This video from the USA is called Coral Restoration Foundation mini-Documentary.
By Julian Smith:
12 Jul 2012 12:47:48 GMT
Don’t feel bad if you haven’t heard of Navassa Island, even though it’s actually part of the U.S. according to the Guano Islands Act of 1856. This uninhabited speck between Haiti and Jamaica, barely bigger than New York City’s Central Park, has a bizarre and bloody history – and may be a crucial refuge for endangered coral in the Caribbean.
Navassa has been underwhelming visitors since 1504, when crewmen sent by Columbus arrived and promptly died from drinking contaminated water. An American sea captain claimed the mesa-shaped islet for the U.S. in 1857 for its rich deposits of bird excrement, used to make fertilizer and gunpowder. Over the next three decades, African-American workers living in virtual slavery mined over a million tons of fossilized guano by hand (which the Navassa Phosphate Company of Baltimore shipped out on the S.S. Romance). In 1889, the workers rose up and killed five supervisors, sparking a legal battle over possession of the island that went all the way to the U.S. Supreme Court. The island and its animal inhabitants – mostly lizards and feral dogs today – were abandoned in 1898 after the Spanish-American War.
Haiti still claims Navassa in its constitution, but the U.S. Fish and Wildlife Service declared it a National Wildlife Refuge in 1999. Only researchers can drop anchor there today, but the interesting part is underwater anyway. This March and April, scientists with the Global Reef Expedition, a 5-year worldwide coral survey sponsored by the Khaled bin Sultan Living Oceans Foundation, made 212 data-gathering dives on Navassa’s reefs. They found a surprisingly rich coral ecosystem that has escaped much of the damage that overfishing, pollution and climate change have wrought on other reefs in the region.
While Navassa’s reefs have suffered from mass bleaching events and outbreaks of disease over the past decade, the team found virtually no evidence of either during their surveys, says Andrew Bruckner, the foundation’s chief scientist. “The overall condition of the remaining coral colonies was very good,” he says, “and there has been an increase of some types of faster-growing corals.”
There was still come cause for concern: macroalgae (seaweed), which can crowd out growing coral, was plentiful, while large colonies of living coral were still rare. Large, ecologically important fish were rare, likely due to pressure from impoverished Haitian fishermen, and the researchers saw lionfish, a voracious and quickly spreading invasive species, on almost every dive. Overall, though, Navassa’s coral cover has increased since the last survey in 2008, and many of the coral colonies that were affected by bleaching and disease have started to grow back.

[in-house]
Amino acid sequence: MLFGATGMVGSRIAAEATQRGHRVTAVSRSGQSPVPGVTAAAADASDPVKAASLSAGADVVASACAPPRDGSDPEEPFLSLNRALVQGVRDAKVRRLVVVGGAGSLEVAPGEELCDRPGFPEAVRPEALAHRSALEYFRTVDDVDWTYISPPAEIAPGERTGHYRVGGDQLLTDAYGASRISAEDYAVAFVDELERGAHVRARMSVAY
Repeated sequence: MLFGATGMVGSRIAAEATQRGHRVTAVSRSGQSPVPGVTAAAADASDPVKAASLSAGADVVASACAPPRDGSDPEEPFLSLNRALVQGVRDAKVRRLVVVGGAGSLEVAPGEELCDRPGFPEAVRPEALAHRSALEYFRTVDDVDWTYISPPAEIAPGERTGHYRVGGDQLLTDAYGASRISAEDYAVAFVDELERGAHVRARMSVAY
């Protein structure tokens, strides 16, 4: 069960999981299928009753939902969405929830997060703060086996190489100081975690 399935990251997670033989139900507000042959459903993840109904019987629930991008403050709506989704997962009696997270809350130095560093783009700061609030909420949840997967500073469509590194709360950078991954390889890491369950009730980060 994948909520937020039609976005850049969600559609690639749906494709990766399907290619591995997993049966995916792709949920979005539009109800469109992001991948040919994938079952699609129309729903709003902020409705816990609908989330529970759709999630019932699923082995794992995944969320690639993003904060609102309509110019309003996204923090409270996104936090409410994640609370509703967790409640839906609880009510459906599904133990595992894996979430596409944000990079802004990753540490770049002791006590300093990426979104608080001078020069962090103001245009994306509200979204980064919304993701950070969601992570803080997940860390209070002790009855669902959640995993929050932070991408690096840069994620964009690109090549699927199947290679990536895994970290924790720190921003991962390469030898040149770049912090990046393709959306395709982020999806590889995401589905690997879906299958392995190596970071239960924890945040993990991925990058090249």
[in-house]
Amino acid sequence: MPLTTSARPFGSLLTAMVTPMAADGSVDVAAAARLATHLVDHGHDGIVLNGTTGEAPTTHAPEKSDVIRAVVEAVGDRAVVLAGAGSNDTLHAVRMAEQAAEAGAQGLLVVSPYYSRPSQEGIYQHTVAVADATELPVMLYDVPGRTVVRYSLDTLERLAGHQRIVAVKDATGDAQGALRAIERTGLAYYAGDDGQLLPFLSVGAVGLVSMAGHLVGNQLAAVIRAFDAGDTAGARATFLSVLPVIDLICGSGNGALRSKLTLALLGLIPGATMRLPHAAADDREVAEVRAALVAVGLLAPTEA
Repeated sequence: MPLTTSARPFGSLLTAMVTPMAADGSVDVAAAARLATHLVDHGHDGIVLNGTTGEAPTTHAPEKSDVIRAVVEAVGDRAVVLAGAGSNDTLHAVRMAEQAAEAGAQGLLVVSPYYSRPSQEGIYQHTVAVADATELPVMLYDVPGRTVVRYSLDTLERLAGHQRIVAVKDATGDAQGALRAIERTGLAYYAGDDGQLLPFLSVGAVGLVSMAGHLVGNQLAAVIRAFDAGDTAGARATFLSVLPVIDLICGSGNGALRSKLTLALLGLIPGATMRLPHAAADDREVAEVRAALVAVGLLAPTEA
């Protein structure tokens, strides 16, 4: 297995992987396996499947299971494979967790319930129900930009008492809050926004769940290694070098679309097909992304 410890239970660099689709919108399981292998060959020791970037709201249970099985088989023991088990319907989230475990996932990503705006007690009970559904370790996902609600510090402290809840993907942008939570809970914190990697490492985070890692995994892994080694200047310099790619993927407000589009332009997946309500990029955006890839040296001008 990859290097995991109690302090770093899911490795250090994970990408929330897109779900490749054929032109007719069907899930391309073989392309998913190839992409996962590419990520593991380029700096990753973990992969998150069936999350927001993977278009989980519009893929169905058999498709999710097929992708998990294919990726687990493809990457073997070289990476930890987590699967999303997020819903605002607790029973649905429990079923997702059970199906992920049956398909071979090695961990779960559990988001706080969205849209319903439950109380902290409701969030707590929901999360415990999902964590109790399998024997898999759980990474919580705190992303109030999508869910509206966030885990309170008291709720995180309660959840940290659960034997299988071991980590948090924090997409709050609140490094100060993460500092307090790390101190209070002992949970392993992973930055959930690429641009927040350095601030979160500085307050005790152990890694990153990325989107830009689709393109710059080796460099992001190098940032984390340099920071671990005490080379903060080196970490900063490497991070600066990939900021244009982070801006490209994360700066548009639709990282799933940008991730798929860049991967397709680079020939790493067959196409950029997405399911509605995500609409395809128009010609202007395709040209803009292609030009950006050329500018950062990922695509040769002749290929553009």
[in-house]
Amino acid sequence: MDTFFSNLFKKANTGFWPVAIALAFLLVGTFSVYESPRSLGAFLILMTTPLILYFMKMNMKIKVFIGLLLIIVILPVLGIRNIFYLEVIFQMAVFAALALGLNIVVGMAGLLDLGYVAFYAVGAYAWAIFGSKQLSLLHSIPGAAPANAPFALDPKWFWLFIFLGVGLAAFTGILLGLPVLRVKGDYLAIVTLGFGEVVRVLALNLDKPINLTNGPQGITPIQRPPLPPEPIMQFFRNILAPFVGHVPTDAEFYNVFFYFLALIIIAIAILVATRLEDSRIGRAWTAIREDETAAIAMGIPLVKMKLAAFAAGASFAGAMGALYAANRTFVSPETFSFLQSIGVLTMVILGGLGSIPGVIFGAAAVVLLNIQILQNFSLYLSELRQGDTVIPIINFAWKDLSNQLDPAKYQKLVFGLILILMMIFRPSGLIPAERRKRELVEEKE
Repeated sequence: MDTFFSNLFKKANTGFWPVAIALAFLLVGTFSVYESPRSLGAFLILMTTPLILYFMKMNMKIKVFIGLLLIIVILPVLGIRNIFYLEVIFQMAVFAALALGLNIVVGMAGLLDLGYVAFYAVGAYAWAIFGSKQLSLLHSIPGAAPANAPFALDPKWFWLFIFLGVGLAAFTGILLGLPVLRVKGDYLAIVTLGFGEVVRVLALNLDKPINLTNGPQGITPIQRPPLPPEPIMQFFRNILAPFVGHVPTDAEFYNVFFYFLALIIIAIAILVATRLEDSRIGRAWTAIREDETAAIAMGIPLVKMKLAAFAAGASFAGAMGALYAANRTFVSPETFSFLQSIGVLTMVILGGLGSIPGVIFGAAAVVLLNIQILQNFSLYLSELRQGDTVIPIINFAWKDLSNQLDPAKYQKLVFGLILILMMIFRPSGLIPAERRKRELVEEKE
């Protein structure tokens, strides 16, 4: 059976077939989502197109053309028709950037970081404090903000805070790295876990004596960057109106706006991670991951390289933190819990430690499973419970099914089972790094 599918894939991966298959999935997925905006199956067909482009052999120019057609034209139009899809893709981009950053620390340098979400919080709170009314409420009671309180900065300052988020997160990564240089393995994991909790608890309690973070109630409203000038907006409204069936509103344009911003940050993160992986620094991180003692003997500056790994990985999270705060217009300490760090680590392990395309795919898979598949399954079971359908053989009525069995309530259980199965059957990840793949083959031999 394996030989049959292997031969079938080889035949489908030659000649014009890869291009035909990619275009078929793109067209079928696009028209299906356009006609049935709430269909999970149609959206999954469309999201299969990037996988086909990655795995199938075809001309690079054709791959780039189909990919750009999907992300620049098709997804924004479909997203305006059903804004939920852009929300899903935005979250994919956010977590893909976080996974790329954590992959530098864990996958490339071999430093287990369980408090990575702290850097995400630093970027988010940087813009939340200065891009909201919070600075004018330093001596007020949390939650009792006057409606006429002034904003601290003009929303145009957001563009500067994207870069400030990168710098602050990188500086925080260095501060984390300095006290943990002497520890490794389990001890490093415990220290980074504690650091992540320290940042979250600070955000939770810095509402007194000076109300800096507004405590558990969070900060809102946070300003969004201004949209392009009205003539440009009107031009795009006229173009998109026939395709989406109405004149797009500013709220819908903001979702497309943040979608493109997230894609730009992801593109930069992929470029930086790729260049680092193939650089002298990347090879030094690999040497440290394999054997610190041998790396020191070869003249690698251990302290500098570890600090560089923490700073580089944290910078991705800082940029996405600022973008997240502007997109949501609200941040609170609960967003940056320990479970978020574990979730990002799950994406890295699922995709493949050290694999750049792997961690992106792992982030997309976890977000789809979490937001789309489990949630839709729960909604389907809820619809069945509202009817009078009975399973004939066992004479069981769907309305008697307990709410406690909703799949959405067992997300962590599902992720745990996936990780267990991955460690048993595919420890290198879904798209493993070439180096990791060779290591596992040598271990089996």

The most encouraging discovery was an abundance of endangered elkhorn coral (Acropora palmata), whose populations have collapsed by as much as 98% throughout its range since 1980. The shallow-water coral typically grows in stands with treelike trunks and branches up to 6 feet long (hence the name). At Navassa, though, elkhorn has adapted to the island’s near-vertical underwater walls by growing in an unusual encrusting form that clings to cliffs and ledges.
ScienceDaily (July 12, 2012) — Coral reefs in the Indo-Pacific region, including the Great Barrier Reef, recover faster from major stresses than their Caribbean counterparts, leading marine scientists have said: here.
Parrotfishes and surgeonfishes—two iconic groups of fishes found in coral reefs—are largely doing OK, according to a recent paper co-authored by Academy curator Luiz Rocha. Assessing 179 species for extinction threats, the authors found that only three species are threatened globally (due to fishing pressure). However, many species are threatened locally—for example, in the Philippines and Indonesia. Read the paper in PLoS ONE here. See also here.
Since the early 90s the rapid spread of the invasive, Indo-Pacific Lionfish (Pterois volitans/miles) throughout the Caribbean region has been an increasing problem for marine park managers and conservationists. On a number of Caribbean islands, lionfish control programmes were set in motion, often with a volunteer control component. On Bonaire, such a programme was initiated immediately after the first lionfish was spotted on both islands in 2009. On Curaçao, a control programme was adopted two years later: here.